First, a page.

Doctorate thesis of Montpellier University
Friday, December 17, 2020
at 2 PM –Campus de La Gaillarde- BPMP library room without audience in videoconference.
Doctorale school : GAIA – Biodiversité, Agriculture, Alimentation, Environnement, Terre, Eau
Spéciality : BIDAP – Biologie, Interactions, Diversité Adaptative des Plantes
Regulation of root development by nitrate signaling dependent on NRT1.1 in Arabidopsis thaliana: Post-transcriptional control of NRT1.1 and impact on the root distribution of auxin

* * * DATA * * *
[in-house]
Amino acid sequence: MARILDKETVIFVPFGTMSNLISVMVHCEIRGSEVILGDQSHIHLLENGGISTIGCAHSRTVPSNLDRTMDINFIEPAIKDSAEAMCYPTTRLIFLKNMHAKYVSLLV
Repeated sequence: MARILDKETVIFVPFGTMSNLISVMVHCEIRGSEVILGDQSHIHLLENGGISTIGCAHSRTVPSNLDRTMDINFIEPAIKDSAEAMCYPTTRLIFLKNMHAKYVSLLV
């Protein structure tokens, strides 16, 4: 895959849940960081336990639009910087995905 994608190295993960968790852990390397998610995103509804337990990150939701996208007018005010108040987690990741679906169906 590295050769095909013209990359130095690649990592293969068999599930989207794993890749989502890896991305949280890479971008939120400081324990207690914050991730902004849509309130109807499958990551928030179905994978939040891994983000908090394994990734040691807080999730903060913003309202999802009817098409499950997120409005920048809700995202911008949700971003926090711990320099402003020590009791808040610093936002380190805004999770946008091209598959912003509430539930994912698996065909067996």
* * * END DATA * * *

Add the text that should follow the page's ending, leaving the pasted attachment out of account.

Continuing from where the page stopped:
In temperate area, nitrate (NO3-) is the main source of nitrogen for most higher plants. However, its availability greatly varies both in time and space. Plants use sophisticated adaptive mechanisms to cope with these fluctuating condition. In particular, plants are able to modify their post-embryonic development to promote root system growth in response to high local NO3- availability. Initially characterized as a NO3- carrier and sensor in Arabidopsis thaliana, studies carried out by our team showed that NRT1.1 (NFP6.3/CHL1) is also an auxin transporter in lateral root primordia thereby controlling root system growth in response to NO3-. A first part of our work extends the NRT1.1’s role in the regulation of root development by demonstrating that its action is not limited to the auxin transport in lateral roots primordia, but also orchestrates many key processes of general root auxin trafficking. In particular, our results shed light on the fact that NRT1.1 controls the auxin biosynthesis pathway which drives the hormone acropetal transport toward lateral roots primordia. Moreover, we showed that NRT1.1 also controls the auxin signaling that governs the primary root tissues remodeling to allow primordia emergence. A second part of our work aimed to study the post-transcriptional regulations of NRT1.1 by NO3-. Our results demonstrate that NO3- regulates NRT1.1 protein expression in a radically different way depending on the tissues considered. We also find that this protein is subject to an intracellular recycling and vacuolar degradation, that however does not appear to be affected by NO3-. Our work has therefore enriched our understanding of how NRT1.1 controls lateral root emergence, and highlighted a post-transcriptional regulation of NRT1.1 in aerial parts.